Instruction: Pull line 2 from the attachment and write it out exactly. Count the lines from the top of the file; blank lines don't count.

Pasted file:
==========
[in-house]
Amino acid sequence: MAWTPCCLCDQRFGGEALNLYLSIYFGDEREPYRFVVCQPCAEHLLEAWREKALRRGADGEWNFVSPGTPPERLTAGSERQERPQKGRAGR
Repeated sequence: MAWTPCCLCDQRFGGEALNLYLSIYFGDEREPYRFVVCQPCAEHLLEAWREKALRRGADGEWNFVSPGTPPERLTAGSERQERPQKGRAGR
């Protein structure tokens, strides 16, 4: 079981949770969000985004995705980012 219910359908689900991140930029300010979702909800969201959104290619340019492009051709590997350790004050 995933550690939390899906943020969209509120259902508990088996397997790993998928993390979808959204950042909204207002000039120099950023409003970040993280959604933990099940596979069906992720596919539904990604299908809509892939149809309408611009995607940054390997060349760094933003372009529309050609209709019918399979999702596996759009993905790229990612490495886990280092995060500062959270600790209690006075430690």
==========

Amino acid sequence: MAWTPCCLCDQRFGGEALNLYLSIYFGDEREPYRFVVCQPCAEHLLEAWREKALRRGADGEWNFVSPGTPPERLTAGSERQERPQKGRAGR